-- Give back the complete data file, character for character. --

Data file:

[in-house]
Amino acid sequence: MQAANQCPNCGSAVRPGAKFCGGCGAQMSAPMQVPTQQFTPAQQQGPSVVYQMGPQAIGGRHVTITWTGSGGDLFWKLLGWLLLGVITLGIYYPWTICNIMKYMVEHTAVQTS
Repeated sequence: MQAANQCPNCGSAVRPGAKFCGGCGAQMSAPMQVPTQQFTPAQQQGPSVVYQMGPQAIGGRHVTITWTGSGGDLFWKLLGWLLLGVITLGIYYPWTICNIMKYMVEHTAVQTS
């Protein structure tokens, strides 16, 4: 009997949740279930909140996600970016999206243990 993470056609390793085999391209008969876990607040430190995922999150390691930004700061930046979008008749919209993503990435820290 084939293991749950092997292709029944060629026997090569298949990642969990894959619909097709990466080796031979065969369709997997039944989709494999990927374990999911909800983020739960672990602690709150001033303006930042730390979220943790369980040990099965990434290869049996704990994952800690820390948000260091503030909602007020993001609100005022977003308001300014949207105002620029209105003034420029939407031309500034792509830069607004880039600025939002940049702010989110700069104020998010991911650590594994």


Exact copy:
[in-house]
Amino acid sequence: MQAANQCPNCGSAVRPGAKFCGGCGAQMSAPMQVPTQQFTPAQQQGPSVVYQMGPQAIGGRHVTITWTGSGGDLFWKLLGWLLLGVITLGIYYPWTICNIMKYMVEHTAVQTS
Repeated sequence: MQAANQCPNCGSAVRPGAKFCGGCGAQMSAPMQVPTQQFTPAQQQGPSVVYQMGPQAIGGRHVTITWTGSGGDLFWKLLGWLLLGVITLGIYYPWTICNIMKYMVEHTAVQTS
């Protein structure tokens, strides 16, 4: 009997949740279930909140996600970016999206243990 993470056609390793085999391209008969876990607040430190995922999150390691930004700061930046979008008749919209993503990435820290 084939293991749950092997292709029944060629026997090569298949990642969990894959619909097709990466080796031979065969369709997997039944989709494999990927374990999911909800983020739960672990602690709150001033303006930042730390979220943790369980040990099965990434290869049996704990994952800690820390948000260091503030909602007020993001609100005022977003308001300014949207105002620029209105003034420029939407031309500034792509830069607004880039600025939002940049702010989110700069104020998010991911650590594994």